You can then do something similar to this, using the mockup of the answer I've liked:

var json = '{"owner":{"profile_image":"https://i.stack.imgur.com/E0rsP.jpg?s=128&g=1","display_name":"Cilan","link":"https://stackoverflow.com/users/2876565/cilan"},"is_accepted":false,"score":213,"last_activity_date":1582619200,"last_edit_date":1582619200,"creation_date":1392780526,"answer_id":21870431,"question_id":10585029,"link":"https://stackoverflow.com/questions/10585029/parse-an-html-string-with-js/21870431#21870431","body":"<p>It\'s quite simple:</p>\\n\\n<pre><code>var parser = new DOMParser();\\nvar htmlDoc = parser.parseFromString(txt, \'text/html\');\\n// do whatever you want with htmlDoc.getElementsByTagName(\'a\');\\n</code></pre>\\n\\n<p><a href=\\"https://developer.mozilla.org/en-US/docs/Web/API/DOMParser#Browser_compatibility\\" rel=\\"nofollow noreferrer\\">According to MDN</a>, to do this in chrome you need to parse as XML like so:</p>\\n\\n<pre><code>var parser = new DOMParser();\\nvar htmlDoc = parser.parseFromString(txt, \'text/xml\');\\n// do whatever you want with htmlDoc.getElementsByTagName(\'a\');\\n</code></pre>\\n\\n<p><s>It is currently unsupported by webkit and you\'d have to follow Florian\'s answer, and it is unknown to work in most cases on mobile browsers.</s></p>\\n\\n<p>Edit: Now widely supported</p>\\n"}';

var json_obj = JSON.parse(json);

var parser = new DOMParser();
var doc = parser.parseFromString(json_obj.body, 'text/html');

var pre = doc.getElementsByTagName('pre')[0];

if(pre)
{
  document.body.appendChild(pre);

  var text = pre.innerText || pre.textContent;
  var p = document.createElement(p);
  
  p.innerText = p.textContent = 'Text content:\n\n' + text;
  document.body.appendChild(p);
}


If you aren't afraid of jQuery, your job is a lot simplified (REAL EXAMPLE):

var URL = 'https://api.stackexchange.com/2.2/questions/10585029/answers?pagesize=100&order=desc&sort=activity&site=stackoverflow&filter=!FcbCBt3onoXUY8kGhT_Xh.df25';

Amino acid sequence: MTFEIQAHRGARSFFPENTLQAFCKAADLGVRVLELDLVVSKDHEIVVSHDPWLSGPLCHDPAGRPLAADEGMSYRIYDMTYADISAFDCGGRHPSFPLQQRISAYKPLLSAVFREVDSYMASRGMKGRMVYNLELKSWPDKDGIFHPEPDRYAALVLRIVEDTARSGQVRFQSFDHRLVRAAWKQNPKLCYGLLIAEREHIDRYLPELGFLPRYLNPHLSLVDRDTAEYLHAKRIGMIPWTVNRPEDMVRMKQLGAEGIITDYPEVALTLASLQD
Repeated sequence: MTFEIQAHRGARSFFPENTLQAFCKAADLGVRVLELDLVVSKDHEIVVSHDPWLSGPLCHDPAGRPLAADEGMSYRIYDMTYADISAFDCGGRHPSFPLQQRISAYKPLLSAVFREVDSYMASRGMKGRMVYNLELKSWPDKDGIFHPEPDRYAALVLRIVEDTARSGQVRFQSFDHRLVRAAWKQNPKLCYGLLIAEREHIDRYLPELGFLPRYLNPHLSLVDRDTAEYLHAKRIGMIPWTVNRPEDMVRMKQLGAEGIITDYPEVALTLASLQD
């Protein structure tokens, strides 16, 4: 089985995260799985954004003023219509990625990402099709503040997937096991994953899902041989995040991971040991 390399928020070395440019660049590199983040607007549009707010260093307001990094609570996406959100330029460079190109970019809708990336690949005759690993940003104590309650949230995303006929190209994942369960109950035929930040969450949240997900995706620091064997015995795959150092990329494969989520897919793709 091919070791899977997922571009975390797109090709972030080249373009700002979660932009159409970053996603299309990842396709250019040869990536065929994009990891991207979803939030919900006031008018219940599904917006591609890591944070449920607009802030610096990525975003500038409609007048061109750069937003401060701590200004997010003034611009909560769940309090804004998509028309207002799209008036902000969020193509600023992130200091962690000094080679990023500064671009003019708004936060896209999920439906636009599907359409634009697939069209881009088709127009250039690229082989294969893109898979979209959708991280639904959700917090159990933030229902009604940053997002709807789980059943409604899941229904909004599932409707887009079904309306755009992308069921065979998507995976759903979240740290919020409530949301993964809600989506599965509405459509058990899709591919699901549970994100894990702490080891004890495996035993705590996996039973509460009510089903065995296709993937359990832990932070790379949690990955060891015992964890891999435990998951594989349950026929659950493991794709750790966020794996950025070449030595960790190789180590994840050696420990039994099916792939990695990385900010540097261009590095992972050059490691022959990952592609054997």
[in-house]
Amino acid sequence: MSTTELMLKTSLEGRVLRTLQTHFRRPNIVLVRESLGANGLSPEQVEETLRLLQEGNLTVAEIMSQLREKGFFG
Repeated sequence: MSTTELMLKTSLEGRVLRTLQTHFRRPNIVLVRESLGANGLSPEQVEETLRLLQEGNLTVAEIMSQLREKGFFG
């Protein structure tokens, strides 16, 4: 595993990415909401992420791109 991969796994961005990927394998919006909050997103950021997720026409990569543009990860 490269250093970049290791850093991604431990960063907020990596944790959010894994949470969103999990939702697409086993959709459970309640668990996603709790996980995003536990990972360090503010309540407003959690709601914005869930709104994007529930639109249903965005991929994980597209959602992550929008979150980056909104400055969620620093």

$.getJSON(URL, function(data){
  // example to fetch the first answer and the first <pre>
  var $pre = $(data.items[0].body).filter('pre').first();

  if(!$pre.length)
  {
    return;
  }

  $pre.appendTo(document.body);
  
  // .replace(/\r?\n/g, '<br>') only needed for this demonstration
  $('<p></p>').html(('Text content:\n\n' + $pre.text()).replace(/\r?\n/g, '<br>')).appendTo(document.body);
});
<script src="https://cdnjs.cloudflare.com/ajax/libs/jquery/3.3.1/jquery.min.js"></script>


What I have as "text content" is what you can use to just do a simple eval() or a new Function(<string code>) or something else.

I strongly recommend that you read the whole documentation about the API parameters and their accepted values.
With this, you can do quite a lot!
Pay attention to the quota limits and the "has_more" key.

Any questions, just ask below.

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  • \$\begingroup\$ Thanks! This was suggested for my earlier challenge, but I couldn’t find guidelines for it, and didn’t want to change the answer mechanism in-line. I’ll give this a go. \$\endgroup\$ – AJFaraday Feb 27 at 6:59
  • \$\begingroup\$ This should be really easy to implement. Remember to change the site before using the endpoints. All my examples were written using the question that explains how to use the DomParser() on stackoverflow. I've added a jQuery example, using the real API entrypoint and shows the real content from the API, because it was easier. \$\endgroup\$ – Ismael Miguel Feb 27 at 9:43
  • \$\begingroup\$ I'm currently trying to write without a framework like jquery, ember, etc. (to improve my JS knowledge), but I won't rule out using it by the end of the project :p \$\endgroup\$ – AJFaraday Feb 27 at 11:47
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    \$\begingroup\$ Well, I wrote an example without jQuery, and a shorter example with jQuery. You can convert the jQuery into non-jQuery, but it will be a lot more complex, as it is a cross-origin request. I believe you need something in the lines of hacks.mozilla.org/2009/07/cross-site-xmlhttprequest-with-cors. Using jQuery simplifies all the AJAX and HTML handling, so, why not use it? I know some people don't like it, and prefer other libraries, but well. It works. \$\endgroup\$ – Ismael Miguel Feb 27 at 12:33
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No

This creates link-only answers, which are not permitted per general Stack Exchange policy.